Chron. xxiv.

& X. 14

Neque difficile admodum fuerit ex Ezechielis & Cherubinorum ad invicem in ifthac visione pofitu, quam quæque Cherubinorum facies mundi pla• + Ezek, i.

1.4. gam respexisset colligere. Quippe cum Ezechiel † converso ad feptentrionem vultu, Cherubinos quasi obviam fibi prodeuntes conspiceret, certe quz tum ei è regione obversabatur anterior erat, & directa cherubinorum facics; nimirum HOMINIS, coque Hominis facies Austrum (pectabat. Unde fequi


that on the East was of a Lion; that on the South of a Man; that on the West of an Ox; and that on the North of an Ea. gie, in perfect agreement with that ancient Tradition of the Jews concerning the Number and Situation of the several Stan. dards of the Tribes in the Wilderness, and to the great Illustration of the Scene before us. For beyond the 24 Elders in the Revelation, we find these four Animals, just the same in Number and Position with those of the Ensigns in the Wilderness; and accordingly they must denote che twelve Tribes, or the Israel of God, in the Times of the New Testament; i.ca

The Church of Christ, or more particularly the Church of the Gentiles, upon and during the Rejection of the Jews. [For it is very easy to observe, that as the Stile of St. John in the Revelation is commonly taken from the Old Prophets of the Jews; so is the Christian Church represented by the Jewish; and agreeably the Enemies of the Christian Church represented under the names of the Enemies of the Jewish Church under the Old Testament.] And as in general this Situation of the several parts of the Scene or Theater, in the Revelation, agrees exactly with that in the Wilderness; only changing, upon occasion, the Tabernacle for the Temple; lo do the other Characters, Expressions, and Circumstances suit also. The Elders not only agree in Number with the Heads of the Courses of the Priefts, 24 in both cases; but they are cloath'd in white, as the Priests were; and they wear Crowns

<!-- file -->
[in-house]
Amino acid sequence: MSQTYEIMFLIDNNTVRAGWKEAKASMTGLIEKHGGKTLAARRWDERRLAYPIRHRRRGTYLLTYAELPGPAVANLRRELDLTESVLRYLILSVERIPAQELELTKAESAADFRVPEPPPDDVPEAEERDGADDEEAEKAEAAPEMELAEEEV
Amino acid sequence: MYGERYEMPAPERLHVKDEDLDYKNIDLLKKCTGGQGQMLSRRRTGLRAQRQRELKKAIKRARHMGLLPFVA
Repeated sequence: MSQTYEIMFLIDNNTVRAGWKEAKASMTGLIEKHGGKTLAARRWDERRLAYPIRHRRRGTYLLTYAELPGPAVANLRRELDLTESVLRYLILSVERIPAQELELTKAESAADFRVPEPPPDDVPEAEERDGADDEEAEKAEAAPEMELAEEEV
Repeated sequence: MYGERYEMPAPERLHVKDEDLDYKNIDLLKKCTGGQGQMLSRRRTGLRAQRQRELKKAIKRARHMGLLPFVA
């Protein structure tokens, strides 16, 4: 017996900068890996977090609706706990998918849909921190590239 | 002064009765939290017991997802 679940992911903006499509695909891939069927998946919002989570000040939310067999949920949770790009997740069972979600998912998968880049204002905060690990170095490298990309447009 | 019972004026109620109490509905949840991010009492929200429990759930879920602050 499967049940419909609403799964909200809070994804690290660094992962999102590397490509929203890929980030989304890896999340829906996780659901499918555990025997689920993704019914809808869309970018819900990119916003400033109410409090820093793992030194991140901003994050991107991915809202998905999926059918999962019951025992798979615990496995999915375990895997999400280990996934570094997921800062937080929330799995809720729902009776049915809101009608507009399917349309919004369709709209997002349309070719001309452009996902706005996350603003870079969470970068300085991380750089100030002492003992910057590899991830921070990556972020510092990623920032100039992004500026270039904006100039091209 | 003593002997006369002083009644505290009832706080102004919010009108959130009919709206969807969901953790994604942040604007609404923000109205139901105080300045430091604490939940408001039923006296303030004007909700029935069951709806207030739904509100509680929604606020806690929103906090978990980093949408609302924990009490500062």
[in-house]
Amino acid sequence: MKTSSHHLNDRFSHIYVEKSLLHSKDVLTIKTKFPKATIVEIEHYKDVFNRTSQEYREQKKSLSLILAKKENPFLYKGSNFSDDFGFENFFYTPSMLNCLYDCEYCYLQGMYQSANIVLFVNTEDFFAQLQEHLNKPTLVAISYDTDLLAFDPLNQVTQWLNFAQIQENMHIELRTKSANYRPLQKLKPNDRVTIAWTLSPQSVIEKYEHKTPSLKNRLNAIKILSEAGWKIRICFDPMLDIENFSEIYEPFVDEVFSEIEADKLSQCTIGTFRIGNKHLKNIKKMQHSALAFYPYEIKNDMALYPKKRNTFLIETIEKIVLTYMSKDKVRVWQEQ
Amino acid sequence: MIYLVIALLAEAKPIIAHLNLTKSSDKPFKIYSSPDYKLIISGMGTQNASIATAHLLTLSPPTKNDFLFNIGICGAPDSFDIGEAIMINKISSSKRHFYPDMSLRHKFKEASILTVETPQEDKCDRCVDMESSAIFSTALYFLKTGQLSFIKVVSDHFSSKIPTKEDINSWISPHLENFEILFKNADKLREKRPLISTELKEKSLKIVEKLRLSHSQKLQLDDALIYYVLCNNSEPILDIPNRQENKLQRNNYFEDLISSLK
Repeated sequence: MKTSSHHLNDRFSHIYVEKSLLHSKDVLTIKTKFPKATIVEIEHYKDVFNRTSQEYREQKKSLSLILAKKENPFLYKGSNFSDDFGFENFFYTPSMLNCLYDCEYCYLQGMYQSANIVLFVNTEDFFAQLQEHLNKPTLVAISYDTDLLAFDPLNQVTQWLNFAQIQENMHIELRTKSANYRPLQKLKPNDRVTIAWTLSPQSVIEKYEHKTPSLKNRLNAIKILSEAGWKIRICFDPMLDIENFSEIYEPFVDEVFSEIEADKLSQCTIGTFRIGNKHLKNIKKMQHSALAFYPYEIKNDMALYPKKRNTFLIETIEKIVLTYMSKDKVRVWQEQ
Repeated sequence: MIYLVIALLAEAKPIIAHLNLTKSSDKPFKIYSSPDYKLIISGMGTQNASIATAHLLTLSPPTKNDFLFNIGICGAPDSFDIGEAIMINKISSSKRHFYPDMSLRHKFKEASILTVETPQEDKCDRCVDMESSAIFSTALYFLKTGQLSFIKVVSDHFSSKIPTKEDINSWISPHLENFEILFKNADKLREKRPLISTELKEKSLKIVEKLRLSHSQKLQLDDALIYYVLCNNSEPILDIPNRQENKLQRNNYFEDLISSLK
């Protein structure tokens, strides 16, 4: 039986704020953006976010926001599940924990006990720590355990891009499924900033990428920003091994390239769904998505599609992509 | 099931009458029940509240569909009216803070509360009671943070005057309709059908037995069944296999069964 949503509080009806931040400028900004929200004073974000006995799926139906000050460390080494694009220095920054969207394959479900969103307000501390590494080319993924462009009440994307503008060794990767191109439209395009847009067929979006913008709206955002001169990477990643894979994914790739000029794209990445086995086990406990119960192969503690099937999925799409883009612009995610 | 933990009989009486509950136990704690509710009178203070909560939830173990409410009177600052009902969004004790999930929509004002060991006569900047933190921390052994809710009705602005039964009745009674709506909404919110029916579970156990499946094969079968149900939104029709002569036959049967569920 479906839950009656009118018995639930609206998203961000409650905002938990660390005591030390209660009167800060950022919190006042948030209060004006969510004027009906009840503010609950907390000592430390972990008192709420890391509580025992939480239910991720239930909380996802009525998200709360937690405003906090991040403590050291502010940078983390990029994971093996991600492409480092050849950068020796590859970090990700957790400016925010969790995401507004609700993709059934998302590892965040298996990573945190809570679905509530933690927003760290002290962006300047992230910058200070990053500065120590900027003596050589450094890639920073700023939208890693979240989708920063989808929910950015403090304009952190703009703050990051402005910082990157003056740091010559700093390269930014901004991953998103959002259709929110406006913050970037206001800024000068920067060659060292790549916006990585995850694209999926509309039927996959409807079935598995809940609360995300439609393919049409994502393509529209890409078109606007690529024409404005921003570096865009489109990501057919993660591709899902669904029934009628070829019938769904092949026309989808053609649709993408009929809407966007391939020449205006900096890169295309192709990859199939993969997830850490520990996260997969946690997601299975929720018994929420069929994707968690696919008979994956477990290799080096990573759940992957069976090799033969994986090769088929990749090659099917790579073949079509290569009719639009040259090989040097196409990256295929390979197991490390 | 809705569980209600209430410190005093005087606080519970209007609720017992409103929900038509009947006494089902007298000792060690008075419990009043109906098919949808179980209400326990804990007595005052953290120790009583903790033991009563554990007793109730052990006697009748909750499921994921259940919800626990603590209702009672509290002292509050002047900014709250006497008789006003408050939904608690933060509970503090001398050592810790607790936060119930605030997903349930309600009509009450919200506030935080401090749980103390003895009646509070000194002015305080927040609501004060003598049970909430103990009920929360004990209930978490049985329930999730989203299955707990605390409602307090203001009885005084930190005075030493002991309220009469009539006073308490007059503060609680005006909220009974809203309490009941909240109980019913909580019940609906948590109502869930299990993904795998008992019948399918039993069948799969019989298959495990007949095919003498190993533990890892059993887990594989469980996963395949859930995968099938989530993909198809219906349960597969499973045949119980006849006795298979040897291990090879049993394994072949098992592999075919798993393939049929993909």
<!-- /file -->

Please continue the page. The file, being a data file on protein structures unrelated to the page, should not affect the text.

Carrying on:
also; which tho'it be an additional Honour above the Priests Exod. xix. 6. under the Old Testament, yet is it agreeable to the Promises

there, and in the New Testament, that the Priests should at Apoc. i. 6.

last be Kings also, or be a Royal Priesthood unto God. The Exod. xxv. 31,

seven Lamps are here before the Throne, as the Candlestick with 32, 37. seven Lamps was before the most

Holy place in the Tabernacle : 2 Chron.iv.20. and the Sca of Glass, like unto Crystal, plainly answers to the Zech.iv. 2. 2 Chron. iv.

great Molten Sea in the Temple of Solomon. And agreeably to

this Scene or Theater of the Tabernacle or Temple do we every2, 3, 4

where find the Visions and Representations all along the Pro* Verf. 10. tur quæ eidem Ezechieli ad dextram fuiffe dicitur LEONIS, Orientem, qux

que ei ad finiftram BOVIS, Occidentem, AQUILINAM denique faciem specalle Aquilonem. Med. Comment. Apocalypt. P. 542.


1 Pet. ij. 9

& v. 10.